Live – Squeeze at The Brighton Centre

Squeeze at The Brighton Centre, 26th November 2022

For a band who first charted back in 1978, Squeeze undoubtedly still have a lot to offer, and it’s not just nostalgia. Saturday night was cold and wet, but inside The Brighton Centre a warm atmosphere and a buzz of anticipation for the performance, that never abated throughout the evening.

When you have Dr John Cooper Clarke as your warm-up act you know it’s going to be a good night. With wit and charm as abrasive as ever, the good doctor was perhaps a bit off brand for some of the crowd but, undeterred by any such notion, he delivered his beautifully cynical observations on the world and quickly gained traction in winning everyone over. Always a pleasure.

And so to Squeeze, a band still more than cool for cats whose lyrical content is matched only by their obvious love of the music it sits alongside. Taking no prisoners on the opening trio of tracks, the crowd were treated to Take Me I’m Yours, Hourglass and jewel in the crown Up the Junction to kick things off. The perfectly matched songwriting team of Chris Difford and Glenn Tilbrook are responsible for a long string of hits over the years, and it was great to hear their new material make itself a strong mark in the setlist. With all proceeds from new EP and single Food for Thought, being donated to independent food banks, there was also an invitation for those attending to bring non-perishable items to be passed on to local food banks, and the response was huge. It warms my heart and makes me angry in equal measures that this is necessary but hats off to the band for doing this on their tour dates and taking time to talk about the Trussell Trust mid-set.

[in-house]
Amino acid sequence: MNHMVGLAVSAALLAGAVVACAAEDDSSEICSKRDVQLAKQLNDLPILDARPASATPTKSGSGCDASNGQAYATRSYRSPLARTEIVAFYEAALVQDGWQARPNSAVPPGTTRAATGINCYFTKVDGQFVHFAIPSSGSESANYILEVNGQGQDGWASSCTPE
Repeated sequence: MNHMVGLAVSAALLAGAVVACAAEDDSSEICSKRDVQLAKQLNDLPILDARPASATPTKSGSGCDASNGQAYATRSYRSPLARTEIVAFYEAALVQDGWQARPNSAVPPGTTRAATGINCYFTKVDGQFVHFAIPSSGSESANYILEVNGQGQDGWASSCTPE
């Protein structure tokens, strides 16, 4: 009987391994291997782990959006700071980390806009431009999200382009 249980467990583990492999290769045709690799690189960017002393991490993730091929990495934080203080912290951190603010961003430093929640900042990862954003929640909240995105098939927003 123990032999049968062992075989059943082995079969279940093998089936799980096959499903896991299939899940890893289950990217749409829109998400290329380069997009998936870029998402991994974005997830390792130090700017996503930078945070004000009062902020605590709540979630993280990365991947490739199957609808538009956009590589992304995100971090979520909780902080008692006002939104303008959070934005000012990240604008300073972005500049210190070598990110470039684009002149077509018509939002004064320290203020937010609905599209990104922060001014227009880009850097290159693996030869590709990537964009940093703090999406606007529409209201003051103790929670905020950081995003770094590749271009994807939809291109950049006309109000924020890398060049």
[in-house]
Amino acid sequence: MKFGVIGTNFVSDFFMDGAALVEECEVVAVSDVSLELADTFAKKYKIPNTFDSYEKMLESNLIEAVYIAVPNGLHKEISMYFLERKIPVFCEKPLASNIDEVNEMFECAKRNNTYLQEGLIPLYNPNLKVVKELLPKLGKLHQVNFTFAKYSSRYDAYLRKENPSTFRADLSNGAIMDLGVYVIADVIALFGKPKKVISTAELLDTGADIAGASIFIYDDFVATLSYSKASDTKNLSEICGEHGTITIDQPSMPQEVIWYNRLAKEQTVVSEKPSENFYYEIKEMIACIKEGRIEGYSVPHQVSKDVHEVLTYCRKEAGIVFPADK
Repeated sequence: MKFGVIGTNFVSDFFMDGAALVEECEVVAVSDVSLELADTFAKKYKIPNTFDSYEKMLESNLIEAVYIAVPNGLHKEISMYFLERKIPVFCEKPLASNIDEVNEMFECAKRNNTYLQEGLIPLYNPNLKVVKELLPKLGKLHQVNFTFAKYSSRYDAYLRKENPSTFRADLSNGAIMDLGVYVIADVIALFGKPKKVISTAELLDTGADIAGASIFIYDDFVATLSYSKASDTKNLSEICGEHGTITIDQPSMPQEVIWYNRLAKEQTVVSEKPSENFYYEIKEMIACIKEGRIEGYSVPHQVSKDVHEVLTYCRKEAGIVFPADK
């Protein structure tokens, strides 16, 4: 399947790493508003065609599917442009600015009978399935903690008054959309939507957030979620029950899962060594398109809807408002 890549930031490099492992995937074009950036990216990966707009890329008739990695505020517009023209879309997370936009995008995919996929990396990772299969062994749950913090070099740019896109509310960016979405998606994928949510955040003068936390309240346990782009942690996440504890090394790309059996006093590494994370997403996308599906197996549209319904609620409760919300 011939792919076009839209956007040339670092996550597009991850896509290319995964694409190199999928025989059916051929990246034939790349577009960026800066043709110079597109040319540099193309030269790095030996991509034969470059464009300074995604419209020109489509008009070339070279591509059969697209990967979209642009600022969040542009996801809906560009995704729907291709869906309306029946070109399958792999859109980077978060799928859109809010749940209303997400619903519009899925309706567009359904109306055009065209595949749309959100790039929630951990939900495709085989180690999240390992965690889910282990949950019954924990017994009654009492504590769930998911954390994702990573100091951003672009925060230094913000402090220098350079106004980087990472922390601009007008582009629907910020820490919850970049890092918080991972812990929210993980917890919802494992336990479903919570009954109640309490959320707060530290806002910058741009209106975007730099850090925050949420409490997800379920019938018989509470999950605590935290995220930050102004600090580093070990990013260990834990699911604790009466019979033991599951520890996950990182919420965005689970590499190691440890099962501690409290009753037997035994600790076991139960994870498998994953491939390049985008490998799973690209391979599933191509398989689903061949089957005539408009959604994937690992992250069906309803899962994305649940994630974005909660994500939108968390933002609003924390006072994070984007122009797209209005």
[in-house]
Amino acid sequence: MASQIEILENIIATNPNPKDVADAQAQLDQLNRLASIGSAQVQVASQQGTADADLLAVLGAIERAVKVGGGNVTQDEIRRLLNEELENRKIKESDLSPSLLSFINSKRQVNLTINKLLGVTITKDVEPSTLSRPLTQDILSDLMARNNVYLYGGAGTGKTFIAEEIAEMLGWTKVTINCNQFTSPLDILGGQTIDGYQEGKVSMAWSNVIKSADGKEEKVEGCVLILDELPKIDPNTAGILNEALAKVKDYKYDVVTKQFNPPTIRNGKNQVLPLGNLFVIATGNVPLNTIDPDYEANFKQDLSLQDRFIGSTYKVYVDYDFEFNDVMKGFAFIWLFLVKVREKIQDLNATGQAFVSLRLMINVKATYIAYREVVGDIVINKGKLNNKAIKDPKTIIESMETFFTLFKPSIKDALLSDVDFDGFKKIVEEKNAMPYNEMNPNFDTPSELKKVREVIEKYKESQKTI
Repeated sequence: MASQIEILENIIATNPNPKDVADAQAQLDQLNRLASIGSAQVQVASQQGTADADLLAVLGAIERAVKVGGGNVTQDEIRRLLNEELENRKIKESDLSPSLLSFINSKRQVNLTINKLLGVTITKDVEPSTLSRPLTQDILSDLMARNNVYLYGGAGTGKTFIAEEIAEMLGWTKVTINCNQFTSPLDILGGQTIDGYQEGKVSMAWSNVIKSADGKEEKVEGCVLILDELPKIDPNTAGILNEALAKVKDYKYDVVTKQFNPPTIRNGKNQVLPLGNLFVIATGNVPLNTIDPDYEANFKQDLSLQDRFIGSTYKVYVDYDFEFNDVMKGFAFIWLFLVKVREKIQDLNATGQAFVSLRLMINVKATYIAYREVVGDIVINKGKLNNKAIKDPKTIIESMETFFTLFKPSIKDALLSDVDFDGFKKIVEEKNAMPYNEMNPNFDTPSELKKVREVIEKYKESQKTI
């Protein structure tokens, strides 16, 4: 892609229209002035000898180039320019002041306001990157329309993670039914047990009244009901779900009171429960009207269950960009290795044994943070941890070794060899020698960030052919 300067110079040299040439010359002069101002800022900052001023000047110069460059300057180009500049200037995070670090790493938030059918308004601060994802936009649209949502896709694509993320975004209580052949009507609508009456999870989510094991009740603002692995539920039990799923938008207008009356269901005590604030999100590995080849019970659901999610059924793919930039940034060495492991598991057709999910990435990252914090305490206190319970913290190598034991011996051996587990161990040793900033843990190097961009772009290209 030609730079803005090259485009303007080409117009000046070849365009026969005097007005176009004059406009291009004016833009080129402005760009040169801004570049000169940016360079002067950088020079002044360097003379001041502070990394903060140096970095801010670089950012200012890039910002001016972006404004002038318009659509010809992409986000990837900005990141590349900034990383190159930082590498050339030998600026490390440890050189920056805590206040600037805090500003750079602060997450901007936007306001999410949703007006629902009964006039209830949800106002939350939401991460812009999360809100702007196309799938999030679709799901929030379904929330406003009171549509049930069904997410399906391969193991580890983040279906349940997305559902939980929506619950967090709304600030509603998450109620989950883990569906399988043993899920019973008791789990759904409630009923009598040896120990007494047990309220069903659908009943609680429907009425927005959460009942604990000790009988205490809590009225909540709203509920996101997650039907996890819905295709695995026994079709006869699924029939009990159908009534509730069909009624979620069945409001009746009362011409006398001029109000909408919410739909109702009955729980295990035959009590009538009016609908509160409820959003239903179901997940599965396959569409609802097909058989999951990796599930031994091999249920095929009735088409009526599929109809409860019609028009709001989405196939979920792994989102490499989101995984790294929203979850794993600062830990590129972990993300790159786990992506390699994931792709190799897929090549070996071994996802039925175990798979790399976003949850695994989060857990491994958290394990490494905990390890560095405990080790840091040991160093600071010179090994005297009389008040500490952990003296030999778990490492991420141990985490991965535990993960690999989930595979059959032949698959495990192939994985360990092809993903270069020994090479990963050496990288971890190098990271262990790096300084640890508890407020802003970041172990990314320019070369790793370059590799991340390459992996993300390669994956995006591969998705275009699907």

Where you find several incarnations of a band, it can often be the case that the original members will hang on the spotlight and effectively find themselves a backing band to play live with. This is far from the case with Squeeze as there is some fierce talent amongst the entirety of the band members, not to mention moves that would leave Gene Kelly pondering his place on the dancefloor from Stephen Large on keys. It was refreshing to see the authenticity of performance and, whilst you wouldn’t have to be a Squeeze fan to have enjoyed the night, the room was full of people who most definitely were.

The evening closed with an encore of Slap and Tickle and Black Coffee in Bed, and we headed out to battle the weather again with umbrellas unable to meet their need, but a bunch of songs stuck in our heads that most definitely could.

Review and photos by Siobhan and Callum

28th November 2022